If you were in Vegas for MS Inspire back in July then I'll wager you probably heard the expression Teams, Teams, Teams! at some point during the conference. Microsoft used it a hell of a lot. Partners did too. And Vendors. Even my colleague Graeme - who I shared a room with over at the Tropicana - proudly proclaimed it Day 1 having returned from the Hub and having - in his words - caned Fifteen K purely on the freshly brewed organic coffee they were serving outside the breakouts. Now, I had absolutely no doubt in my mind that after he'd left for the evening he went on to recreate the pose he did in the room - something I can only record for posterity as bordering on lunging - at some partner event at the Venetian, or the Wynn. I personally wouldn't be surprised if he partook in a bit of photo bombing too.
An increasing amount of our working lives are spent in Team meetings. The biggest issue of mine - at least with the meetings I attend on a regular basis - is that they still often lack insights from data, lack open team discussions based upon and challenging these insights and data driven decision making. All too frequently meetings tend to descend into wild conjecture or arguments based on emotion without anything to back that up. Even worse, not all members of the team always have access to such data to be able to counter arguments based upon data hoarded by other individuals.
We all love Microsoft Teams. Day in and day out, you'll see us evangelising it on social. On forums such as the Tech Community we help others with enquiries and issues. We run user groups. We write blogs. We speak at events. We vote and create uservoices. We ask all the questions we can think of at that time on the community AMA's.
My son is two and a quarter years old - two and a quarter already! I feel a bit like the subject in The Scream by Edvard Munch - where the hell did time actually go? And as any parent well knows, they grow up so fast. If you are a parent, I hope you experience the sheer joy of always being incredibly proud and biased of them; that every single day you find yourself waxing lyrical on what they have achieved - however small - and of all their possibilities and potential.
When I was young, I had MSN Instant Messenger. I used it a lot. Some of my friends at used AOL. Others used Yahoo and ICQ. Let's be honest - chat has always worked - and in many ways, we can be defined as the instant messaging generation as opposed to the email generation. There is a real beauty about an app that just focuses on chat - forget for a moment about all the bells and whistles. Remember back in time. Why did that chat apps work? Why does WhatsApp work? And Twitter? And Skype?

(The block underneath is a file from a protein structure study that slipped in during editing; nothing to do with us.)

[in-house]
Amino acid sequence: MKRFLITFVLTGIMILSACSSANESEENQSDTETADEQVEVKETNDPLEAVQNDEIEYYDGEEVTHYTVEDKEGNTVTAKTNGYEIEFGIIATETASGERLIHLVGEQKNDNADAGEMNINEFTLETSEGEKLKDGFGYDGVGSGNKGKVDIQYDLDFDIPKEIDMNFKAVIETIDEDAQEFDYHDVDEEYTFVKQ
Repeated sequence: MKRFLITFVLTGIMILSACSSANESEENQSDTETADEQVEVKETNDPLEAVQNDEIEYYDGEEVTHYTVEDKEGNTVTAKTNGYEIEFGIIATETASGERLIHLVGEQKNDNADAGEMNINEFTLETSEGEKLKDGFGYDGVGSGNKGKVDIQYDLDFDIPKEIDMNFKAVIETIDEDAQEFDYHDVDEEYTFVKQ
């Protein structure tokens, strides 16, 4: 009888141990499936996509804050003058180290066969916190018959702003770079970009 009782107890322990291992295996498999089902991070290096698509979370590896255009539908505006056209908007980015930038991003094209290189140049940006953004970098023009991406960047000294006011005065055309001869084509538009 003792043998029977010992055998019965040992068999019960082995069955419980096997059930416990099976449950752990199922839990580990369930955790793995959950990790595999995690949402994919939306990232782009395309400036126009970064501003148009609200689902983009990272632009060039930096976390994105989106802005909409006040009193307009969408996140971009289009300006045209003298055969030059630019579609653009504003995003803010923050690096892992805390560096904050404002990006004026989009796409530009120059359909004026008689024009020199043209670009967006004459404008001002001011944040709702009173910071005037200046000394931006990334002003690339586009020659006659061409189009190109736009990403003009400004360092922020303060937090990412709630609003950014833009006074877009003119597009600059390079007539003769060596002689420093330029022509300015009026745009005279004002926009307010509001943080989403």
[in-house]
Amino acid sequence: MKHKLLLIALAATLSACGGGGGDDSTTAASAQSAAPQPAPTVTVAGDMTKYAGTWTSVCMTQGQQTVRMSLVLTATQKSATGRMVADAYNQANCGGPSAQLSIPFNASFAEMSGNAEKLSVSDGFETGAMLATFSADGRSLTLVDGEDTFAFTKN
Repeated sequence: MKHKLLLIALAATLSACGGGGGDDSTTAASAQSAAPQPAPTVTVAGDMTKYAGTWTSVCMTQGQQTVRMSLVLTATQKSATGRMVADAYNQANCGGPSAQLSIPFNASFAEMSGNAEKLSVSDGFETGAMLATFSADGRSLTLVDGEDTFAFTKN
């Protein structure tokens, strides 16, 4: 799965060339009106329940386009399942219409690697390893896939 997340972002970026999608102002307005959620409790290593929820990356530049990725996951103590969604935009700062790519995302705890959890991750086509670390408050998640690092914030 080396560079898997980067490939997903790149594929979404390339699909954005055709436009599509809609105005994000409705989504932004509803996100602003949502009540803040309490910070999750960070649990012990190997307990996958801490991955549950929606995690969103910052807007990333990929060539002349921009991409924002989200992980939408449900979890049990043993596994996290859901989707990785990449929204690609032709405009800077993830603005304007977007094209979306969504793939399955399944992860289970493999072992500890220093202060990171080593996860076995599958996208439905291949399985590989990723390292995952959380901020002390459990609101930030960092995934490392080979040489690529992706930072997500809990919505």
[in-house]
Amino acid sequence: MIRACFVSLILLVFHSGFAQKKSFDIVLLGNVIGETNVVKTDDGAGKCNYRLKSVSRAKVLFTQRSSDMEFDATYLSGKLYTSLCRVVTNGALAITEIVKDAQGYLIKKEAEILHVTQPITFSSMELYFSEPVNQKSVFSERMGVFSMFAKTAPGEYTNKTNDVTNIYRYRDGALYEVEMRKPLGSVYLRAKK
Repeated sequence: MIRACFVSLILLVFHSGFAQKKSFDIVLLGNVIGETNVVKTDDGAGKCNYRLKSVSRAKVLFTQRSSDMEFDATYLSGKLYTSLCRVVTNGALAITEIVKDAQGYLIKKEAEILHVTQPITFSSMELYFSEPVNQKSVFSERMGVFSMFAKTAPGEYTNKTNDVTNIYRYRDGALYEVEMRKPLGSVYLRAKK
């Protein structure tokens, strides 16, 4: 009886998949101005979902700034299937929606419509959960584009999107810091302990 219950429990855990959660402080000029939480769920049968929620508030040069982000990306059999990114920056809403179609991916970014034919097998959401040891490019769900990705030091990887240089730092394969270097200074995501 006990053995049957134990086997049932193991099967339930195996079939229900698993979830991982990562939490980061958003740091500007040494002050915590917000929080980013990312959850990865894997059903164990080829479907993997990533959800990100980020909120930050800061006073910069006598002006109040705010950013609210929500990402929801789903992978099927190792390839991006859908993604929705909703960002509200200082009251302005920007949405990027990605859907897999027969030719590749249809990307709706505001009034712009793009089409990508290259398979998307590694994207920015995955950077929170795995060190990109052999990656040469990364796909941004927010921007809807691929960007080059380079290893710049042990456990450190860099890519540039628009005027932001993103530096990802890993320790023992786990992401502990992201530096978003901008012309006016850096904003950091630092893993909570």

In August 2018 I became a Microsoft Certified Trainer (MCT). I had just passed MCSA Office 365 and having been a secondary school teacher (QTS) prior to IT (a Geography Teacher no less) it was a fantastic opportunity to dive head first back into the field. From a personal perspective, I don't think there has ever been a better time to be a learner. With so much uncertainty in the job market and in such a competitive market (at least, here in the UK) it is really important to get certified for both job security and career prospects. With Microsoft overhauling certifications with roles as opposed to products it really is an exciting time to follow the path for the job you do, or the job you want to do.
Teams is my favourite application within Office 365. Like the IT Pros in our panel today, it is a subject I'm very passionate about. As a hub for team collaboration it integrates people, content and tools to make the Team more engaged and effective. It has been a runaway success. Since it's introduction it has been the fastest growing app in Microsoft history. Back at Ignite 2018 we saw the numbers - 329,000 organisations using it (over 400,000 at the time of writing), 87 Fortune 500 companies and 54 companies with more than 10,000 active users (Microsoft, 2018). Yet it is also a young application and as such it is still evolving rapidly. Whilst positioned as an Inner Loop collaboration app, by introducing features such as the 5000 user limit or (soon to be) Private Channels, we ask - is it evolving into something different from it's original design and purpose?